Project labor agreements that incorporate community workforce agreements are on the rise nationwide and are becoming more comprehensive than they were prior to 2004, according to a new study by Cornell University's Industrial and Labor Relations School.
CWAs, which typically include training and apprenticeships, help in job creation and career development, particularly for disadvantaged communities, says Kimberly Freeman Brown, executive director of the Washington-based American Rights at Work, a pro-union advocacy group that commissioned the study. This is an especially welcome development at a time when frustration over the nation's high unemployment rate and lack of job creation mounts as evidenced by the Occupy Wall Street protests, she says. CWAs, she adds, are "a way out of this."
The study, "Community Workforce Provisions in Project Labor Agreements: A Tool for Building Middle-Class Careers," examines 185 PLAs signed by 70 building trades councils nationwide during the last 15 years and includes case studies. Some 97% of the PLAs incorporated one or more CWAs, most of which have goals of hiring local area residents and using apprenticeship programs. Also, 139 of the PLAs included Helmets-to-Hardhats provisions, which focus on recruiting veterans; 103 included hiring of women and minorities; and 45 included employment and career opportunities for those who are economically disadvantaged.
While PLAs are not limited to union participation, some groups have criticized New York City's use of these contracts in 2009 for construction projects worth nearly $6 billion. The groups, the Building Industry Electrical Contractors Association and United Electrical Contractors Association, accuse the city of favoring union over non-union shops via these agreements. These groups are appealing a federal judge's ruling that PLAs between NYC and the Building and Construction Trades Council do not violate the National Labor Relations Act.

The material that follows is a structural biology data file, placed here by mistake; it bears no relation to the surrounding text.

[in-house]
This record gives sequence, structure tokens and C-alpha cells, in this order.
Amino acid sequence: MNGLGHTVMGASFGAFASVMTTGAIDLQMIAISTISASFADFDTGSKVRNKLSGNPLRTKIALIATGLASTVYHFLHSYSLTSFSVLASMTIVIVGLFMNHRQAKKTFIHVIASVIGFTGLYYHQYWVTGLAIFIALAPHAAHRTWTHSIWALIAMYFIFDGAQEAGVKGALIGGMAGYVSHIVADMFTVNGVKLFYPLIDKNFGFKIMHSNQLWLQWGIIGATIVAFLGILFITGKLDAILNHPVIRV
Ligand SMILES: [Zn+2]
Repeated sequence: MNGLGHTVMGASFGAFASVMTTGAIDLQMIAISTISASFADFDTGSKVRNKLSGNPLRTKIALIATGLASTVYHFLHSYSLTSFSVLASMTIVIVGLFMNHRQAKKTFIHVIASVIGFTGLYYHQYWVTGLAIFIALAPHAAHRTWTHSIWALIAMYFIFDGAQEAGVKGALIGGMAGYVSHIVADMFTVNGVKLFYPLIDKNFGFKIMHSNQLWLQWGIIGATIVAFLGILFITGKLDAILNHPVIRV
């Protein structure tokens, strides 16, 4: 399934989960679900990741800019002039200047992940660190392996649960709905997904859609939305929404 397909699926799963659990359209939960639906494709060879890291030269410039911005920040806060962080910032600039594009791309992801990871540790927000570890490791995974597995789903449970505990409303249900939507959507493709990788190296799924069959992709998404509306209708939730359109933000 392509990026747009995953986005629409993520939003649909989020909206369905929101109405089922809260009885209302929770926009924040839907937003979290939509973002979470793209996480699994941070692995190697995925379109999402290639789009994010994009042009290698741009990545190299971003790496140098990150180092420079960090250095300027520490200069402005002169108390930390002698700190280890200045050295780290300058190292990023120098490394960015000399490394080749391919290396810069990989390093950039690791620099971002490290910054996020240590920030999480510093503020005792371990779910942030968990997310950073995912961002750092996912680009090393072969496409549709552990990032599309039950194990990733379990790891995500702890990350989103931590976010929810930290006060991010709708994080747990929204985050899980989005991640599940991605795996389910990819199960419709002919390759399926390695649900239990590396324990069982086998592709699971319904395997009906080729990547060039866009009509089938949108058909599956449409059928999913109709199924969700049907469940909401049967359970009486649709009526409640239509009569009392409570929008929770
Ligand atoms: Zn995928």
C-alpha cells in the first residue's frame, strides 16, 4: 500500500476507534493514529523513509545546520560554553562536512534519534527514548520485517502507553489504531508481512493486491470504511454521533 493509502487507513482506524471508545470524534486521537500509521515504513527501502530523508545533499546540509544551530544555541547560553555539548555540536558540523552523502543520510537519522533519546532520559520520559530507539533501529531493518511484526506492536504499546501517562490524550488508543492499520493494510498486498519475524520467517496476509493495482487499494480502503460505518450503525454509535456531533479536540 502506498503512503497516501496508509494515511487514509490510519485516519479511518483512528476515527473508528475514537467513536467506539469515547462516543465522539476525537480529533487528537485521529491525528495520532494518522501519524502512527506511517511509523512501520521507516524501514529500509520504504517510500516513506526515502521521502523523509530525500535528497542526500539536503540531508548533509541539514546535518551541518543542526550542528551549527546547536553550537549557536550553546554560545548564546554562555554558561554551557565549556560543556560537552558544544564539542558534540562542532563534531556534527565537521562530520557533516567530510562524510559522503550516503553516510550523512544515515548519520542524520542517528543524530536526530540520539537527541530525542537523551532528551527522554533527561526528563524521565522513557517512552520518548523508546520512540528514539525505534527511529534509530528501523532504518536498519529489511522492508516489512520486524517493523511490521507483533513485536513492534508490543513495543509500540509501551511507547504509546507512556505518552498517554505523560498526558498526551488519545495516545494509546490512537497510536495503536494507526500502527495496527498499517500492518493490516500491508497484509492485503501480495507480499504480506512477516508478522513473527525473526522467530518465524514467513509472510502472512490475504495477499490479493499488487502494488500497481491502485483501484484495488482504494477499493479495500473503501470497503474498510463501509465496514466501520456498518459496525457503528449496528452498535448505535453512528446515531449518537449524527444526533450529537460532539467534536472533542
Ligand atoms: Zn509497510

"One of the reasons non-union contractors remain nonunion is that they don't have the capacity" that unions do to fulfill the PLA requirements, such as the provision of apprenticeship programs, says Gary LaBarbera, president of the Buildings and Construction Trades Council of Greater New York, which represents about 100,000 union workers in New York City and participated in the study. PLAs have created many thousands of jobs, including apprenticeships for local residents, he adds.
Meanwhile, the issue of jobs lost to non-union contractors was at the heart of many of the collective bargaining talks this past summer when 22 union contracts were due to expire on June 30.
"This was the most difficult and contentious negotiation cycle that I've ever experienced in my career," says Louis Coletti, president, Building Trades Employers' Association, which represents 28 union contractor groups. "This is the worst economic climate that I've seen, and it set the tone of the discussions to be that much more emotional."